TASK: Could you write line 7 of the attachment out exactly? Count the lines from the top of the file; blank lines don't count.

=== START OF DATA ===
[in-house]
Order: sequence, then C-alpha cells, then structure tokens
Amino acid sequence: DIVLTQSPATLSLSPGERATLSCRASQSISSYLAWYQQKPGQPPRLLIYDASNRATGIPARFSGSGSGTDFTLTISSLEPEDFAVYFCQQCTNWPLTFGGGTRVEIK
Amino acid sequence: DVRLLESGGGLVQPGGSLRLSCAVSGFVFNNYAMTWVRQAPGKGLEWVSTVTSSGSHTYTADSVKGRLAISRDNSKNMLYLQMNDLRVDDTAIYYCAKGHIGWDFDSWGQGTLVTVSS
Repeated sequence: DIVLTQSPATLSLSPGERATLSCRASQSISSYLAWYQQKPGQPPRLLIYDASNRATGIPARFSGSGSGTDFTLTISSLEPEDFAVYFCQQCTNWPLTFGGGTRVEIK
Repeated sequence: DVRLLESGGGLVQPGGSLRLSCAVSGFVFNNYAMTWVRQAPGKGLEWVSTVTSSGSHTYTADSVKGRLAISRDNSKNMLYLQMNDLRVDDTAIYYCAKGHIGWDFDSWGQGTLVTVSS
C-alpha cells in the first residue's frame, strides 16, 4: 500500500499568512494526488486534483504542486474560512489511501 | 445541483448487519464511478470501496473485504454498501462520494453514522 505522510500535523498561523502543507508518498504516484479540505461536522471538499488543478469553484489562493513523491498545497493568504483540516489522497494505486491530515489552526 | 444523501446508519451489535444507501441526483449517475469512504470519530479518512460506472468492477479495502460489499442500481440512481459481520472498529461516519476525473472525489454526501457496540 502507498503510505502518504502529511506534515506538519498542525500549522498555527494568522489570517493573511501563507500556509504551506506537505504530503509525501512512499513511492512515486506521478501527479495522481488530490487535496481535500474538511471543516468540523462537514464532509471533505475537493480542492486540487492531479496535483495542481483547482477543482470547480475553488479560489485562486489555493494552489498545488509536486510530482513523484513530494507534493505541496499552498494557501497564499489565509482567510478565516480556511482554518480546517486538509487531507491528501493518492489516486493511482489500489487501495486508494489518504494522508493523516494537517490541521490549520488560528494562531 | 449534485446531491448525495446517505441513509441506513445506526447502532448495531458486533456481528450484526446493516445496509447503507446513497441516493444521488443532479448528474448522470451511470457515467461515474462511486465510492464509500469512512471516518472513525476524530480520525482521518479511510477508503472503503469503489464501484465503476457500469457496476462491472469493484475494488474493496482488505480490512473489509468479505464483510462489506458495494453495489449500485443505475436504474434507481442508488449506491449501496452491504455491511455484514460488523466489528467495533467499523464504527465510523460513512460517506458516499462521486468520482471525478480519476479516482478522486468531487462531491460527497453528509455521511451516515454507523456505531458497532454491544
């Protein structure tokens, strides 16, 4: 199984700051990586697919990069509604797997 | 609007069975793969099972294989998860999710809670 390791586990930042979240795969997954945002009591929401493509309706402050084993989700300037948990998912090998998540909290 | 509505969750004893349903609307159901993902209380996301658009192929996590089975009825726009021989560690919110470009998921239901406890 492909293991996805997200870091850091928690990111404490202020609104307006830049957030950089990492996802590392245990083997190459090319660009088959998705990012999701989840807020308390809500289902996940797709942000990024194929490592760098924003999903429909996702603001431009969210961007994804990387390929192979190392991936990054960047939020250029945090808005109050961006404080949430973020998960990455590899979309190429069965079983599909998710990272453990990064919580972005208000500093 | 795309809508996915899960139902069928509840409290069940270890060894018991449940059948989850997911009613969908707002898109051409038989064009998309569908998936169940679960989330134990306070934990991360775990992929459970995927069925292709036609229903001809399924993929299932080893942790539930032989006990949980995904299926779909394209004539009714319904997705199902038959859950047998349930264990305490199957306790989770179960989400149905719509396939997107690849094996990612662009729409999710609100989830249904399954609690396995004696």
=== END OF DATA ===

C-alpha cells in the first residue's frame, strides 16, 4: 500500500499568512494526488486534483504542486474560512489511501 | 445541483448487519464511478470501496473485504454498501462520494453514522 505522510500535523498561523502543507508518498504516484479540505461536522471538499488543478469553484489562493513523491498545497493568504483540516489522497494505486491530515489552526 | 444523501446508519451489535444507501441526483449517475469512504470519530479518512460506472468492477479495502460489499442500481440512481459481520472498529461516519476525473472525489454526501457496540 502507498503510505502518504502529511506534515506538519498542525500549522498555527494568522489570517493573511501563507500556509504551506506537505504530503509525501512512499513511492512515486506521478501527479495522481488530490487535496481535500474538511471543516468540523462537514464532509471533505475537493480542492486540487492531479496535483495542481483547482477543482470547480475553488479560489485562486489555493494552489498545488509536486510530482513523484513530494507534493505541496499552498494557501497564499489565509482567510478565516480556511482554518480546517486538509487531507491528501493518492489516486493511482489500489487501495486508494489518504494522508493523516494537517490541521490549520488560528494562531 | 449534485446531491448525495446517505441513509441506513445506526447502532448495531458486533456481528450484526446493516445496509447503507446513497441516493444521488443532479448528474448522470451511470457515467461515474462511486465510492464509500469512512471516518472513525476524530480520525482521518479511510477508503472503503469503489464501484465503476457500469457496476462491472469493484475494488474493496482488505480490512473489509468479505464483510462489506458495494453495489449500485443505475436504474434507481442508488449506491449501496452491504455491511455484514460488523466489528467495533467499523464504527465510523460513512460517506458516499462521486468520482471525478480519476479516482478522486468531487462531491460527497453528509455521511451516515454507523456505531458497532454491544